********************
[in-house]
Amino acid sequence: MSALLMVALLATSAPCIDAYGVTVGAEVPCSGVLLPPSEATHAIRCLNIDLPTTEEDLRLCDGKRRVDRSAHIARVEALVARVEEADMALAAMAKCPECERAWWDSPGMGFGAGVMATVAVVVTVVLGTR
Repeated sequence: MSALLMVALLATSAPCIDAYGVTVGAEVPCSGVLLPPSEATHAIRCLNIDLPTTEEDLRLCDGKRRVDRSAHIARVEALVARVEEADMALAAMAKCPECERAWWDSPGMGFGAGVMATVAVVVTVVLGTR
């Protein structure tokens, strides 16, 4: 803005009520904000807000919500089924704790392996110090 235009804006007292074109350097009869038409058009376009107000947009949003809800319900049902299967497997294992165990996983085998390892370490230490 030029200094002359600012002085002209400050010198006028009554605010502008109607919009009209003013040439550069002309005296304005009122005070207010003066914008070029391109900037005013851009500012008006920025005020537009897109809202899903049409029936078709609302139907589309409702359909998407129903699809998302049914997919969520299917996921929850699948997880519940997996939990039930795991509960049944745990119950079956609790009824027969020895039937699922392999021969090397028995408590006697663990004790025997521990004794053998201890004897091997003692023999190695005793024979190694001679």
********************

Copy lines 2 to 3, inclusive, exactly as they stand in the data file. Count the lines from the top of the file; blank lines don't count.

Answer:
Amino acid sequence: MSALLMVALLATSAPCIDAYGVTVGAEVPCSGVLLPPSEATHAIRCLNIDLPTTEEDLRLCDGKRRVDRSAHIARVEALVARVEEADMALAAMAKCPECERAWWDSPGMGFGAGVMATVAVVVTVVLGTR
Repeated sequence: MSALLMVALLATSAPCIDAYGVTVGAEVPCSGVLLPPSEATHAIRCLNIDLPTTEEDLRLCDGKRRVDRSAHIARVEALVARVEEADMALAAMAKCPECERAWWDSPGMGFGAGVMATVAVVVTVVLGTR